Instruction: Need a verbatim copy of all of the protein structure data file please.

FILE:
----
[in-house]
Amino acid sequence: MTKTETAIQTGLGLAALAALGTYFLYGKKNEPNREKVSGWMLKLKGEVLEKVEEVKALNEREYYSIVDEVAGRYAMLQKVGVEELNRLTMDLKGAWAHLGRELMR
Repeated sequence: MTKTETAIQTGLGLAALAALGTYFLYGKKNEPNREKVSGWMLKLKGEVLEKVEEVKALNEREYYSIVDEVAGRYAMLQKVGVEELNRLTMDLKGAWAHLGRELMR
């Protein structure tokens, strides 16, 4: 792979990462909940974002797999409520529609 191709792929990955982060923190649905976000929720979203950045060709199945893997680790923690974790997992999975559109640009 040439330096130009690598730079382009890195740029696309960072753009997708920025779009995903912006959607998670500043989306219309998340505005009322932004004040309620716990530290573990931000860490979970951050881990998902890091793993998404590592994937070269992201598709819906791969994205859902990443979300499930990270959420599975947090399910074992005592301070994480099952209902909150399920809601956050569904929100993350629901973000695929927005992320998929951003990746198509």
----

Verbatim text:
[in-house]
Amino acid sequence: MTKTETAIQTGLGLAALAALGTYFLYGKKNEPNREKVSGWMLKLKGEVLEKVEEVKALNEREYYSIVDEVAGRYAMLQKVGVEELNRLTMDLKGAWAHLGRELMR
Repeated sequence: MTKTETAIQTGLGLAALAALGTYFLYGKKNEPNREKVSGWMLKLKGEVLEKVEEVKALNEREYYSIVDEVAGRYAMLQKVGVEELNRLTMDLKGAWAHLGRELMR
């Protein structure tokens, strides 16, 4: 792979990462909940974002797999409520529609 191709792929990955982060923190649905976000929720979203950045060709199945893997680790923690974790997992999975559109640009 040439330096130009690598730079382009890195740029696309960072753009997708920025779009995903912006959607998670500043989306219309998340505005009322932004004040309620716990530290573990931000860490979970951050881990998902890091793993998404590592994937070269992201598709819906791969994205859902990443979300499930990270959420599975947090399910074992005592301070994480099952209902909150399920809601956050569904929100993350629901973000695929927005992320998929951003990746198509």